During the third and final week of training, Marines learn ANGLICO history and the different things unit has accomplished in the past.

“We’re in the second week of the ANGLICO Basic Course and we’re starting off the week by taking the Marines out to the field for the next three days,” said Sgt. Jeremy Schacht, 1st ANGLICO. “Today mainly consists of the fast roping and rappel tower as well as donning and clearing gas masks. We’ll be following that with a hike up to one of our ranges where we’ll continue the next two days with some CLS training and weapon familiarization.”

The Marines ultimately learn their specific job and also the different jobs of other Marines. This arduous training ensures everyone is ready to deploy and take charge regardless of the task set before them.

“This particular training is important because with our particular unit and skill set, we are always on call,” Schacht said. “You should be able to take any one of the Marines, regardless of background or military occupational specialty, and that Marine should be able to fill the shoes of the Marine that he or she is replacing.”

Reservist Marines with 6th ANGLICO also participated in the HRS training alongside their active duty counterparts. The training is advantageous to all of the Marines regardless of rank or duty station.

“I think this training is very beneficial for the 6th ANGLICO Marines because we don’t know what it’s like to be an Anglican,” said Vandenburgh. “Coming here and being able to see the culture of ANGLICO and understanding all of the duties and assets is essential to having information to bring back to our own unit and make us better.”

Marines with the reserve unit are learning new skills and techniques to take back home to strengthen their units and the Marines that were unable to participate in this training.

“I honestly think this course is amazing because you don’t get an opportunity to participate in these events on a regular basis,” said Sgt. Dylan Demain, armory chief, 1st ANGLICO. “You learn how to operate in the unit that you’re with, all units operate differently. Every unit should have training like this to familiarize the Marines with the purpose of the unit.”


Photo Information

Marines learn the basics of Helicopter Rope Suspension Training during the ANGLICO Basic Course. Marines with 1st and 6th ANGLICO participate in HRST during a three-week ABC, a three-section course implementing the basics of motor transportation, communications and call-for-fire techniques aboard Camp Pendleton, Calif., March 9, 2015.

Photo by Lance Cpl. Jenna Loofe

ANGLICO Marines conduct Helicopter Rope Suspension Training

20 Mar 2015 | Lance Cpl. Jenna Loofe 1st Air Naval Gunfire Liaison Company

Guts were tested as Marines with 1st and 6th Air Naval Gunfire Liaison Company rappelled more than 50 feet down from towers while conducting Helicopter Rope Suspension Training during a three-week ANGLICO Basic Course aboard Camp Pendleton, California March 9, 2015.

The ABC is a three-section course implementing the basics of motor transportation, communications and call-for-fire techniques.

The first week of the course consists of learning how to use different types of radios, establishing radio communication, call-for-fire, land navigation and introducing Marines to forward observing.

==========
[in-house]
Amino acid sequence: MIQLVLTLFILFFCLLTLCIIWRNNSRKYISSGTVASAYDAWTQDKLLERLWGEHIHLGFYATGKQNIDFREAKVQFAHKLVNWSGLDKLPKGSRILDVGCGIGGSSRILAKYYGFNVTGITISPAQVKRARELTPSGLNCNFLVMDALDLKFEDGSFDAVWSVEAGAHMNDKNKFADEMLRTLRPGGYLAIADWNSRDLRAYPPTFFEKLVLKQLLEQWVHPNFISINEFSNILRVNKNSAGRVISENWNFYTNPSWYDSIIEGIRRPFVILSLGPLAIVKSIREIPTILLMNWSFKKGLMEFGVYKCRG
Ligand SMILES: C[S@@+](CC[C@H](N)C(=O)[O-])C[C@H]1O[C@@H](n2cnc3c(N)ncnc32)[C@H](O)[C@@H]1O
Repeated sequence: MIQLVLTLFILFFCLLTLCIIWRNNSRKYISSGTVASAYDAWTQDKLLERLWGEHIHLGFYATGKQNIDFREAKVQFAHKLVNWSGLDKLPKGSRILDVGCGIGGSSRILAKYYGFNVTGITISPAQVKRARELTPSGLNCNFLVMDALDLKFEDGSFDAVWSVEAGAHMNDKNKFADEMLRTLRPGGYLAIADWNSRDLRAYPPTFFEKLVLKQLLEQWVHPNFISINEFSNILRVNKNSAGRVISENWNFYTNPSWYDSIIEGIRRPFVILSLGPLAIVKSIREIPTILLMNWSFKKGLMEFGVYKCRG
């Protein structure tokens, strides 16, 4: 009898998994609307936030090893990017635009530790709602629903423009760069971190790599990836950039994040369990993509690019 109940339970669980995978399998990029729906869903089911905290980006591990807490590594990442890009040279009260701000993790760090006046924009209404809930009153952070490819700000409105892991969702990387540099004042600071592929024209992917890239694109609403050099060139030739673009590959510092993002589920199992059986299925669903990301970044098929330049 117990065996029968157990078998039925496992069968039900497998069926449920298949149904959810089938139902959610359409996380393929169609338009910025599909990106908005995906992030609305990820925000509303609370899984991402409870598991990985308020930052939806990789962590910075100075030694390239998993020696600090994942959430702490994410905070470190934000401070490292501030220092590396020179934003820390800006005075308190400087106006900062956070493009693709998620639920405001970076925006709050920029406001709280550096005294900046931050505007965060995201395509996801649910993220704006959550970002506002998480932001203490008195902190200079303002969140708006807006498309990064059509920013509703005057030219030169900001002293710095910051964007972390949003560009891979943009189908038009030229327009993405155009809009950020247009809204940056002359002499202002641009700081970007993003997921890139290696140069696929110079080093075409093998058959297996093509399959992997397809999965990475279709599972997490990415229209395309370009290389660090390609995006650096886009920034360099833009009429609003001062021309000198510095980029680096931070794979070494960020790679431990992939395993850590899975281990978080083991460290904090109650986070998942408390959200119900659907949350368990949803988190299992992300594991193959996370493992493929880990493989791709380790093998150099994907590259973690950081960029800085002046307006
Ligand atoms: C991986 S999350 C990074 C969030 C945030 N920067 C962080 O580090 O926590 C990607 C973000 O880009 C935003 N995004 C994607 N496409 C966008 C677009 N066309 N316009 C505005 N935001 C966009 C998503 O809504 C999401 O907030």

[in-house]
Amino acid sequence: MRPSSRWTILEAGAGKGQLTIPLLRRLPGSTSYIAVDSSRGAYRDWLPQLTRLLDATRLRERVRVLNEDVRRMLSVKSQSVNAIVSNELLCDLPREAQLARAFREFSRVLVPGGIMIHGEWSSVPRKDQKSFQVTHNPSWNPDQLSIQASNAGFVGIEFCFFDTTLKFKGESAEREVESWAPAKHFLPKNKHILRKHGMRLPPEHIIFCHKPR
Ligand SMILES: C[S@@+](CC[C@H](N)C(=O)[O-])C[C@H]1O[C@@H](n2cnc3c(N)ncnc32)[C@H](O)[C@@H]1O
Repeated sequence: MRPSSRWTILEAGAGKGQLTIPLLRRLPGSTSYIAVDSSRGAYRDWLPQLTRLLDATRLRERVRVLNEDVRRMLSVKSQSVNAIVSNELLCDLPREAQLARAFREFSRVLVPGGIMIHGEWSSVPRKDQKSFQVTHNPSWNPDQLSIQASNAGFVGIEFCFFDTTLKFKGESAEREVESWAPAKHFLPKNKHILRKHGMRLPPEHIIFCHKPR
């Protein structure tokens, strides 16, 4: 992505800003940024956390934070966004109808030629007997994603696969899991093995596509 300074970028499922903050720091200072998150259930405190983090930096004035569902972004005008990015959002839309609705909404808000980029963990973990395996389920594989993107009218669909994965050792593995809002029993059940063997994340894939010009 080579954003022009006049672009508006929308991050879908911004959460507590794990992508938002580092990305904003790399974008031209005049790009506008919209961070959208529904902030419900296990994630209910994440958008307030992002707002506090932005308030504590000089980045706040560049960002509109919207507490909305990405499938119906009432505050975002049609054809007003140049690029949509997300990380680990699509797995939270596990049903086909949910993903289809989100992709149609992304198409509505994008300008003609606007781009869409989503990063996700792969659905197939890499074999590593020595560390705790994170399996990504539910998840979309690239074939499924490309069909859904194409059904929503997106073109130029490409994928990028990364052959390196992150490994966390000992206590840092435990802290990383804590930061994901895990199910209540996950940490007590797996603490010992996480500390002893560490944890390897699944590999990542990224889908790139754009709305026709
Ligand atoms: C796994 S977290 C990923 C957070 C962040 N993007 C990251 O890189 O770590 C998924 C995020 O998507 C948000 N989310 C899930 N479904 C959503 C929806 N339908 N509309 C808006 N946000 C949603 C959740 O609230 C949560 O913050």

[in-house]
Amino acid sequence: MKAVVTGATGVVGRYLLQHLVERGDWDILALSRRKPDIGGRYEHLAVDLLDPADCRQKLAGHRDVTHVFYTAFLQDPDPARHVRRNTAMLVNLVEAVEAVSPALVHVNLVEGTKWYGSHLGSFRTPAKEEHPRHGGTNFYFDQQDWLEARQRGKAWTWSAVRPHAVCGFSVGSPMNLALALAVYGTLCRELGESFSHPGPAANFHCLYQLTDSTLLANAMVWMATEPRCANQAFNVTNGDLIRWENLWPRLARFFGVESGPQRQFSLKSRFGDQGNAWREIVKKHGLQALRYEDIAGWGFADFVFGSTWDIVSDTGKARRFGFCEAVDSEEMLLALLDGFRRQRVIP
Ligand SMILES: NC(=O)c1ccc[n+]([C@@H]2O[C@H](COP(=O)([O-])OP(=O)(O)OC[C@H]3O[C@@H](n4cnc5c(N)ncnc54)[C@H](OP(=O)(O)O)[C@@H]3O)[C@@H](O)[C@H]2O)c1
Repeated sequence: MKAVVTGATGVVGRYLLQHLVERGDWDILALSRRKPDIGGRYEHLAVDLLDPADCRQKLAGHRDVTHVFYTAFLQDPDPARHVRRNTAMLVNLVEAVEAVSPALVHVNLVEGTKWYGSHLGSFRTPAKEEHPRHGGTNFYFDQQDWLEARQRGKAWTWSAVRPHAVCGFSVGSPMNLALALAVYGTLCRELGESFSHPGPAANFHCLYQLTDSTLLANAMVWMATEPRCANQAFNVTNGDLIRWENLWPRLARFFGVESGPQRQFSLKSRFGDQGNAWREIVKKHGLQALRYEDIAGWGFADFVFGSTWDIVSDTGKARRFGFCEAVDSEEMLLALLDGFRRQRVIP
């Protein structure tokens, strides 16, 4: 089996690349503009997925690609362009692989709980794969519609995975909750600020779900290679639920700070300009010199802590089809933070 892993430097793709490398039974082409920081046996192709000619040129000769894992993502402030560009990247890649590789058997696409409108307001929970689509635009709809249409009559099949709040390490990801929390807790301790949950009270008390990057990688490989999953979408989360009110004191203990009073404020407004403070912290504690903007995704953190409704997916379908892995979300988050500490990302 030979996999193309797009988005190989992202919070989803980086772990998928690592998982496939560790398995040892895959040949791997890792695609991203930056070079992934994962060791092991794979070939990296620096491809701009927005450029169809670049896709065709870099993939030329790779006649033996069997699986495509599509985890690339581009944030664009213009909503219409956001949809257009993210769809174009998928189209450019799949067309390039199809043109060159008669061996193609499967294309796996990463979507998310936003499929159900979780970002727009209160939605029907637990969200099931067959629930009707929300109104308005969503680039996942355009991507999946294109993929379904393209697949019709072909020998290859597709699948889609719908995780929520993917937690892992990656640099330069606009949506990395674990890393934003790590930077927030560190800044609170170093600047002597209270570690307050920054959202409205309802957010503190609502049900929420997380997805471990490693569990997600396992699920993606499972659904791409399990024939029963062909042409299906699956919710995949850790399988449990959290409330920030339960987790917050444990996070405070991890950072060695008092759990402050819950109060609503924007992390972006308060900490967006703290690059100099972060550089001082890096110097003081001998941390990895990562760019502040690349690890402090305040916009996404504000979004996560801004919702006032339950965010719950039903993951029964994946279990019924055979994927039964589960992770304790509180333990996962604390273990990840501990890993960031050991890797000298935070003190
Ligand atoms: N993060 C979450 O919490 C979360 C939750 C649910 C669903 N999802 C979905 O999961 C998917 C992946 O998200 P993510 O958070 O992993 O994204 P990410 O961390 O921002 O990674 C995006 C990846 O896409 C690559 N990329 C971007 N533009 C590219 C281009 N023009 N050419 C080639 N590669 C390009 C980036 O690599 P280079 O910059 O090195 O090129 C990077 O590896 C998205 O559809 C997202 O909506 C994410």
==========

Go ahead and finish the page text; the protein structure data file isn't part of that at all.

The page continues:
“Week one was mostly understanding how to get communications, how it’s effective to us as small unit leaders and how it affects us on a big scale,” said Sgt. Robert Vandenburgh, platoon sergeant, 6th ANGLICO, 2nd Brigade. “Anyone in ANGLICO needs to be able to pick up a radio and communicate what’s going on.”

Marines receive more hands-on training with communication equipment during the second week of training and are also introduced to life-saving medical procedures, referred to as Combat Lifesaver. Following practical application with radios and medical training is a culminating event at the end of the second week, which tests them on everything they have learned so far.

During the third and final week of training, Marines learn ANGLICO history and the different things unit has accomplished in the past.

“We’re in the second week of the ANGLICO Basic Course and we’re starting off the week by taking the Marines out to the field for the next three days,” said Sgt. Jeremy Schacht, 1st ANGLICO. “Today mainly consists of the fast roping and rappel tower as well as donning and clearing gas masks. We’ll be following that with a hike up to one of our ranges where we’ll continue the next two days with some CLS training and weapon familiarization.”

The Marines ultimately learn their specific job and also the different jobs of other Marines. This arduous training ensures everyone is ready to deploy and take charge regardless of the task set before them.

“This particular training is important because with our particular unit and skill set, we are always on call,” Schacht said. “You should be able to take any one of the Marines, regardless of background or military occupational specialty, and that Marine should be able to fill the shoes of the Marine that he or she is replacing.”

Reservist Marines with 6th ANGLICO also participated in the HRS training alongside their active duty counterparts. The training is advantageous to all of the Marines regardless of rank or duty station.

“I think this training is very beneficial for the 6th ANGLICO Marines because we don’t know what it’s like to be an Anglican,” said Vandenburgh. “Coming here and being able to see the culture of ANGLICO and understanding all of the duties and assets is essential to having information to bring back to our own unit and make us better.”

Marines with the reserve unit are learning new skills and techniques to take back home to strengthen their units and the Marines that were unable to participate in this training.

“I honestly think this course is amazing because you don’t get an opportunity to participate in these events on a regular basis,” said Sgt. Dylan Demain, armory chief, 1st ANGLICO. “You learn how to operate in the unit that you’re with, all units operate differently. Every unit should have training like this to familiarize the Marines with the purpose of the unit.”